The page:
Of Caviar and Million-Dollar Mansions: Ritholtz Chart

Barry Ritholtz is a Bloomberg View columnist. He founded Ritholtz Wealth Management and was chief executive and director of equity research at FusionIQ, a quantitative research firm. He blogs at the Big Picture and is the author of “Bailout Nation: How Greed and Easy Money Corrupted Wall Street and Shook the World Economy.”
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Expensive home sales have been in the news a lot these days. The Wall Street Journal wrote about a "palatially priced" mansion in Florida listed at $139 million. The Los Angeles Times featured a Beverly Hills mansion listed at $85 million -- interestingly, it was built on speculation. Business Insider, when it isn't creating lists like the 18 most expensive Silicon Valley mansions, is writing up listings like this New York mansion that was listed for "an Insane $114 Million."

Home prices, at least according to the headlines, have run amok. Does this actually reflect the housing market, though?

In a word: No.

To put existing home sales into context, consider the chart below from the National Association of Realtors. This chart comes from the "Summary of July 2014 Existing Home Sales Statistics." (The next update will be released September 22, 2014).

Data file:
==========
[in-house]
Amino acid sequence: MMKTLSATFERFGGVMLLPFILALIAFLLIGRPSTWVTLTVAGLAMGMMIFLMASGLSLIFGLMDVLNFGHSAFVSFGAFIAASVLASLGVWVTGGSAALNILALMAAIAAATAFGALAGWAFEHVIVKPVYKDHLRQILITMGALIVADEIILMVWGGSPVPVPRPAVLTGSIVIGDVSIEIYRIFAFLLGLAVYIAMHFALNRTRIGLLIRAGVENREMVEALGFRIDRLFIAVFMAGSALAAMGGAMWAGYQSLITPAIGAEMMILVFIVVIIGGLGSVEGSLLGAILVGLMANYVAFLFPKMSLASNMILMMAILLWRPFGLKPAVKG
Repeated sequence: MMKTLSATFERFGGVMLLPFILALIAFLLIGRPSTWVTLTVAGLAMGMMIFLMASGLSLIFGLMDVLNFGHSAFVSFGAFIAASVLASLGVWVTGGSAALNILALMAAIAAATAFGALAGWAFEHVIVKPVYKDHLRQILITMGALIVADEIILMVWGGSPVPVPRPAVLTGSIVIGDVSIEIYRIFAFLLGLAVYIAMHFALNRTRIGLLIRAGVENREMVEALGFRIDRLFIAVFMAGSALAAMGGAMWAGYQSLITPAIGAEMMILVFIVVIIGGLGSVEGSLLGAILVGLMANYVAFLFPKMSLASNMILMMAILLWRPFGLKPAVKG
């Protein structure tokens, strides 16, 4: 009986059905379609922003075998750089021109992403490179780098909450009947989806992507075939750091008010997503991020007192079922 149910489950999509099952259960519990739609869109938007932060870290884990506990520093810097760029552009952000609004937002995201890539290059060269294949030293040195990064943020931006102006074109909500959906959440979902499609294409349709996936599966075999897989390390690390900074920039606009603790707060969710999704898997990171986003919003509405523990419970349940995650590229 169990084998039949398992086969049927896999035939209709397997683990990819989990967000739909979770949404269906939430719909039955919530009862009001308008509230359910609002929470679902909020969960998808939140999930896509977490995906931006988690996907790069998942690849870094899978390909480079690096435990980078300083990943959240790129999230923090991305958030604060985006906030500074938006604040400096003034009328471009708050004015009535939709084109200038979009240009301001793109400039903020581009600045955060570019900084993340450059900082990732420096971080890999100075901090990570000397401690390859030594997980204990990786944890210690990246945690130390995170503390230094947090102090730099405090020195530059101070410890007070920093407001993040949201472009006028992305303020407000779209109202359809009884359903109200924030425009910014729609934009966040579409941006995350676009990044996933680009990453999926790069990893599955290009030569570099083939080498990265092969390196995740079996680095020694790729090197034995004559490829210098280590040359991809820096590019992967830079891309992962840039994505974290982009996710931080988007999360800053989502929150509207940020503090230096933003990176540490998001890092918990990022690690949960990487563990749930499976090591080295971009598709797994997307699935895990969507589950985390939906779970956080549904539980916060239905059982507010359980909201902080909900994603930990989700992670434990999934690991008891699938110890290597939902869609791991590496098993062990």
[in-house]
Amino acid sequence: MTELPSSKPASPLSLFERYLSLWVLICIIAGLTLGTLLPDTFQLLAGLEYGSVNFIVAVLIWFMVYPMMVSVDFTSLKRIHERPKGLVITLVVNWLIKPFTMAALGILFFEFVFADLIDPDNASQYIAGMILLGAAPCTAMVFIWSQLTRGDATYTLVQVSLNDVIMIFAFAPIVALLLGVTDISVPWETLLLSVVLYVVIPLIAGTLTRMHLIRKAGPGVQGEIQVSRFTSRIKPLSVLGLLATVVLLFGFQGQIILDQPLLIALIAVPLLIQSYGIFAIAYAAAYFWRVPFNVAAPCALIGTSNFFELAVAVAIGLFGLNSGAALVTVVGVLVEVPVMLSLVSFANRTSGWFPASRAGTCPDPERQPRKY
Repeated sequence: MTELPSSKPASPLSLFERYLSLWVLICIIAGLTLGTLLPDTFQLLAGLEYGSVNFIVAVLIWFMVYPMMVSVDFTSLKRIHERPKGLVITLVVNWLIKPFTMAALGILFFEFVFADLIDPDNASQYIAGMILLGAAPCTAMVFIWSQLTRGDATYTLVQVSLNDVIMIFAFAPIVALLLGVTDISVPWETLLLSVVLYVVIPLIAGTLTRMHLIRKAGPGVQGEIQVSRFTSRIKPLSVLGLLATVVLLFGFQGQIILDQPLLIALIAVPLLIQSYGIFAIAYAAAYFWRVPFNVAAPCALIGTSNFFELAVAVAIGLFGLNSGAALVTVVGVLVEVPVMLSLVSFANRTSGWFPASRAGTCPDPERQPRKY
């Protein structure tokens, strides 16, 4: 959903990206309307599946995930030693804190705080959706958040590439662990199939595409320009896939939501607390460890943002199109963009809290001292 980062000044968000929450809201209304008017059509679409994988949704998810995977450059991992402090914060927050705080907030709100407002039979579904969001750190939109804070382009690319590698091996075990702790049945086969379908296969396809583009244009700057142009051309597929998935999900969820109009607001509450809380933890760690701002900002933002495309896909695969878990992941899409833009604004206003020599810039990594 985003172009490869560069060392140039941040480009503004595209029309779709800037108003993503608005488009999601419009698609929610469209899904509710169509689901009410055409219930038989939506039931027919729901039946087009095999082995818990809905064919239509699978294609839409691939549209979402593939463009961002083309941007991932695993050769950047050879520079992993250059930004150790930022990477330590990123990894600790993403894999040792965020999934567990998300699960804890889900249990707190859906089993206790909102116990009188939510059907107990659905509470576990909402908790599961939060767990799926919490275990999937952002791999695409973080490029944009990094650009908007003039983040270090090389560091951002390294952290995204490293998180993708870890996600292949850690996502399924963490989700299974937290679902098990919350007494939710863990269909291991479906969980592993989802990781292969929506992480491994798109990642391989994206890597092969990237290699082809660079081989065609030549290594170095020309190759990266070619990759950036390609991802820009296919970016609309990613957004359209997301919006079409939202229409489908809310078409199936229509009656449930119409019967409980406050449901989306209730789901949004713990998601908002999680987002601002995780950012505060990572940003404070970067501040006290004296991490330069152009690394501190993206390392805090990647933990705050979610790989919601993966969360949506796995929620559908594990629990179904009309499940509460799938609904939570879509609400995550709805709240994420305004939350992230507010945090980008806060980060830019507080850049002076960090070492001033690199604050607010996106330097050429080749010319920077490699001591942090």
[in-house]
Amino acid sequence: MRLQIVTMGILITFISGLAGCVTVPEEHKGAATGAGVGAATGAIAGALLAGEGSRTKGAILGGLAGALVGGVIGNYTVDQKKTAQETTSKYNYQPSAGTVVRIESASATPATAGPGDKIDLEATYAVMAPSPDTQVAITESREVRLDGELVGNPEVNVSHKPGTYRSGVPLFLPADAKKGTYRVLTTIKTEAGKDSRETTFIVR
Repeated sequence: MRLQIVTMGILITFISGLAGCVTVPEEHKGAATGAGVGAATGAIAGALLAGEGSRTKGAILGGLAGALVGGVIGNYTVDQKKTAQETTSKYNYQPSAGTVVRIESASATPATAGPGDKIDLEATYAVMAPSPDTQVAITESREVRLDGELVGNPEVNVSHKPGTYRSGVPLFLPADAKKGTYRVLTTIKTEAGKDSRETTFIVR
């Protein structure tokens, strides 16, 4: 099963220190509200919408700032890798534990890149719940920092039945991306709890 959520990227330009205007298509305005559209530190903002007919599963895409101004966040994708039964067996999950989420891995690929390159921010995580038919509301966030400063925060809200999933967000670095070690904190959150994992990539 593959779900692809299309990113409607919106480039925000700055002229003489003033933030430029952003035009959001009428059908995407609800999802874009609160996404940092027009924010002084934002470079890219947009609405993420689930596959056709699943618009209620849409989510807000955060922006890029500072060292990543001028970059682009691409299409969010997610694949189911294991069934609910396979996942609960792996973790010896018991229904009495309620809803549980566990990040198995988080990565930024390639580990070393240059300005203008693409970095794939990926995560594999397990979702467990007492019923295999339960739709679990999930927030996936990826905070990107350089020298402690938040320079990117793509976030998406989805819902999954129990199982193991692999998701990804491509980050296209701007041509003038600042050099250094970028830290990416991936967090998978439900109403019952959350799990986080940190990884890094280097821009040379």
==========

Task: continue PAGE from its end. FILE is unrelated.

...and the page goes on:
As the chart shows, residential sales over $1 million account for only 2 percent of all market transactions. The $50 and $100 million-dollar houses are like caviar, an expensive rarity.

Seventy-four percent of homes sold for between $100,000 and $500,000. Those sales are the meat-and-potatoes of the residential real estate market.

The nine-figure homes make for good copy -- but they're outliers.

This column does not necessarily reflect the opinion of Bloomberg View's editorial board or Bloomberg LP, its owners and investors.

To contact the author on this story:
Barry L Ritholtz at britholtz3@bloomberg.net